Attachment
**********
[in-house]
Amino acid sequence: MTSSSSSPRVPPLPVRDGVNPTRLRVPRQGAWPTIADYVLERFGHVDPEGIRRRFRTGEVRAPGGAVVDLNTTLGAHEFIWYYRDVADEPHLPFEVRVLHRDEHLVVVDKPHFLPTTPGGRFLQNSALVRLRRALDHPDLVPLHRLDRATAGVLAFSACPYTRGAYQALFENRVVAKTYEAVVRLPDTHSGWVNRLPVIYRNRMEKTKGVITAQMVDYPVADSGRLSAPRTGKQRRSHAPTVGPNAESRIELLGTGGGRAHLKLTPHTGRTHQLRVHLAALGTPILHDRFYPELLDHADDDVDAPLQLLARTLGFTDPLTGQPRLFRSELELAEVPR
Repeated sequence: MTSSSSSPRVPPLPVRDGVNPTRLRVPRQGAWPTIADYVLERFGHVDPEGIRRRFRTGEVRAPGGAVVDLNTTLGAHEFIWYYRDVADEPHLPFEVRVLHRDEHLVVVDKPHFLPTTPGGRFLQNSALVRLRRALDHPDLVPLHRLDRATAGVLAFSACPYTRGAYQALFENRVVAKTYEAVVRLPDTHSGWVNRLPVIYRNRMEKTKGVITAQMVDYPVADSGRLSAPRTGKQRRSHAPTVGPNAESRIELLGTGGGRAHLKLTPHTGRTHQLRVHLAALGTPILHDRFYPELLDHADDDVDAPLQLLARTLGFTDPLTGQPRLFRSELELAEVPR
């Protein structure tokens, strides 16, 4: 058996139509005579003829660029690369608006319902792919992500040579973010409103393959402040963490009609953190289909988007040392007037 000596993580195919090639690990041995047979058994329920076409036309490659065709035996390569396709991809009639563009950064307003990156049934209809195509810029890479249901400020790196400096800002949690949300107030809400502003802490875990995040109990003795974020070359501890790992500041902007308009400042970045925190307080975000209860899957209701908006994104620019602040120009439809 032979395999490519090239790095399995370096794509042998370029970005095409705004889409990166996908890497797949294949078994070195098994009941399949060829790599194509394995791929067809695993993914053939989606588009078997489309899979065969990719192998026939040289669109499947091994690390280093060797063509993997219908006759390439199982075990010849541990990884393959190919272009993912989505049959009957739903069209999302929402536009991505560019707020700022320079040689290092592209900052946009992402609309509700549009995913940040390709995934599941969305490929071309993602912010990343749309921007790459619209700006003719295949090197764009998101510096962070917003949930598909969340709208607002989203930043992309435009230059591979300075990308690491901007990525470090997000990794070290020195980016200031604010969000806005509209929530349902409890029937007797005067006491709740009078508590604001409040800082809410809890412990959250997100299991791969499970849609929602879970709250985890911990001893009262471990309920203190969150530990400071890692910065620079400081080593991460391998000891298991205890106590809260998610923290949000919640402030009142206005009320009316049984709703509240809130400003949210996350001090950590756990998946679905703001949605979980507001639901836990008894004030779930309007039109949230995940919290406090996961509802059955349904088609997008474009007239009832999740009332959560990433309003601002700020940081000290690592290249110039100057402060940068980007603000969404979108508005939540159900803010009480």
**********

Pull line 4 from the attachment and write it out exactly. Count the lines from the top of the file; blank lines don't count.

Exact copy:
């Protein structure tokens, strides 16, 4: 058996139509005579003829660029690369608006319902792919992500040579973010409103393959402040963490009609953190289909988007040392007037 000596993580195919090639690990041995047979058994329920076409036309490659065709035996390569396709991809009639563009950064307003990156049934209809195509810029890479249901400020790196400096800002949690949300107030809400502003802490875990995040109990003795974020070359501890790992500041902007308009400042970045925190307080975000209860899957209701908006994104620019602040120009439809 032979395999490519090239790095399995370096794509042998370029970005095409705004889409990166996908890497797949294949078994070195098994009941399949060829790599194509394995791929067809695993993914053939989606588009078997489309899979065969990719192998026939040289669109499947091994690390280093060797063509993997219908006759390439199982075990010849541990990884393959190919272009993912989505049959009957739903069209999302929402536009991505560019707020700022320079040689290092592209900052946009992402609309509700549009995913940040390709995934599941969305490929071309993602912010990343749309921007790459619209700006003719295949090197764009998101510096962070917003949930598909969340709208607002989203930043992309435009230059591979300075990308690491901007990525470090997000990794070290020195980016200031604010969000806005509209929530349902409890029937007797005067006491709740009078508590604001409040800082809410809890412990959250997100299991791969499970849609929602879970709250985890911990001893009262471990309920203190969150530990400071890692910065620079400081080593991460391998000891298991205890106590809260998610923290949000919640402030009142206005009320009316049984709703509240809130400003949210996350001090950590756990998946679905703001949605979980507001639901836990008894004030779930309007039109949230995940919290406090996961509802059955349904088609997008474009007239009832999740009332959560990433309003601002700020940081000290690592290249110039100057402060940068980007603000969404979108508005939540159900803010009480």